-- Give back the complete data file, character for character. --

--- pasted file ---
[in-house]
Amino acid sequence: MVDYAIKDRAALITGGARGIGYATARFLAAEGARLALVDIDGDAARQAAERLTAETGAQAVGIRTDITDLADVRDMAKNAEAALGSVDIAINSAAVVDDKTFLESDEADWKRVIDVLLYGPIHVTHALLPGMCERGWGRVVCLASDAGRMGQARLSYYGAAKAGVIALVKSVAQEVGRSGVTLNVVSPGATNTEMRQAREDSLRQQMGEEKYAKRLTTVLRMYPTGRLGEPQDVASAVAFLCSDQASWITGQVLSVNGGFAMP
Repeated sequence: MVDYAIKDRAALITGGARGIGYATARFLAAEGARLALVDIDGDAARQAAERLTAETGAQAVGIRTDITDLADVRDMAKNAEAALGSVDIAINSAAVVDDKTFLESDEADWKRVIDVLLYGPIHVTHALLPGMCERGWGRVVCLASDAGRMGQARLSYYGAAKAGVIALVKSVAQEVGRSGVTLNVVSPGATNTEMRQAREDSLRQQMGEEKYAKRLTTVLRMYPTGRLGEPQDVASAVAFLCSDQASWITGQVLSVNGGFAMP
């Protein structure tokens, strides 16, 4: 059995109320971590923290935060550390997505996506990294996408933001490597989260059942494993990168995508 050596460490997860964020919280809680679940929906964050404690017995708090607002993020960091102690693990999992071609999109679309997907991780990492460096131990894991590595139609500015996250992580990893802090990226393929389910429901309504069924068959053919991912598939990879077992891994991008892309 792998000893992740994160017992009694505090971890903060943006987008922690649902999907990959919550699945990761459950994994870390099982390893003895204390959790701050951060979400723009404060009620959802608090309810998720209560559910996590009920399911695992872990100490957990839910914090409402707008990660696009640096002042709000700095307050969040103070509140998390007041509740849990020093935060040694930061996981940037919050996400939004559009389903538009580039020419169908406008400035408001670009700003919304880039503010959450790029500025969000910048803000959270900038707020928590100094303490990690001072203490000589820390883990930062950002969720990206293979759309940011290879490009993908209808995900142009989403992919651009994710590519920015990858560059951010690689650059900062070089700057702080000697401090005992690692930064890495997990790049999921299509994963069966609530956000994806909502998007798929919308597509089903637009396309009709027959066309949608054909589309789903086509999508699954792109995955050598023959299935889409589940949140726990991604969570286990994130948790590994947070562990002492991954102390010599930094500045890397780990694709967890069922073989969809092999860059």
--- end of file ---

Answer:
[in-house]
Amino acid sequence: MVDYAIKDRAALITGGARGIGYATARFLAAEGARLALVDIDGDAARQAAERLTAETGAQAVGIRTDITDLADVRDMAKNAEAALGSVDIAINSAAVVDDKTFLESDEADWKRVIDVLLYGPIHVTHALLPGMCERGWGRVVCLASDAGRMGQARLSYYGAAKAGVIALVKSVAQEVGRSGVTLNVVSPGATNTEMRQAREDSLRQQMGEEKYAKRLTTVLRMYPTGRLGEPQDVASAVAFLCSDQASWITGQVLSVNGGFAMP
Repeated sequence: MVDYAIKDRAALITGGARGIGYATARFLAAEGARLALVDIDGDAARQAAERLTAETGAQAVGIRTDITDLADVRDMAKNAEAALGSVDIAINSAAVVDDKTFLESDEADWKRVIDVLLYGPIHVTHALLPGMCERGWGRVVCLASDAGRMGQARLSYYGAAKAGVIALVKSVAQEVGRSGVTLNVVSPGATNTEMRQAREDSLRQQMGEEKYAKRLTTVLRMYPTGRLGEPQDVASAVAFLCSDQASWITGQVLSVNGGFAMP
């Protein structure tokens, strides 16, 4: 059995109320971590923290935060550390997505996506990294996408933001490597989260059942494993990168995508 050596460490997860964020919280809680679940929906964050404690017995708090607002993020960091102690693990999992071609999109679309997907991780990492460096131990894991590595139609500015996250992580990893802090990226393929389910429901309504069924068959053919991912598939990879077992891994991008892309 792998000893992740994160017992009694505090971890903060943006987008922690649902999907990959919550699945990761459950994994870390099982390893003895204390959790701050951060979400723009404060009620959802608090309810998720209560559910996590009920399911695992872990100490957990839910914090409402707008990660696009640096002042709000700095307050969040103070509140998390007041509740849990020093935060040694930061996981940037919050996400939004559009389903538009580039020419169908406008400035408001670009700003919304880039503010959450790029500025969000910048803000959270900038707020928590100094303490990690001072203490000589820390883990930062950002969720990206293979759309940011290879490009993908209808995900142009989403992919651009994710590519920015990858560059951010690689650059900062070089700057702080000697401090005992690692930064890495997990790049999921299509994963069966609530956000994806909502998007798929919308597509089903637009396309009709027959066309949608054909589309789903086509999508699954792109995955050598023959299935889409589940949140726990991604969570286990994130948790590994947070562990002492991954102390010599930094500045890397780990694709967890069922073989969809092999860059």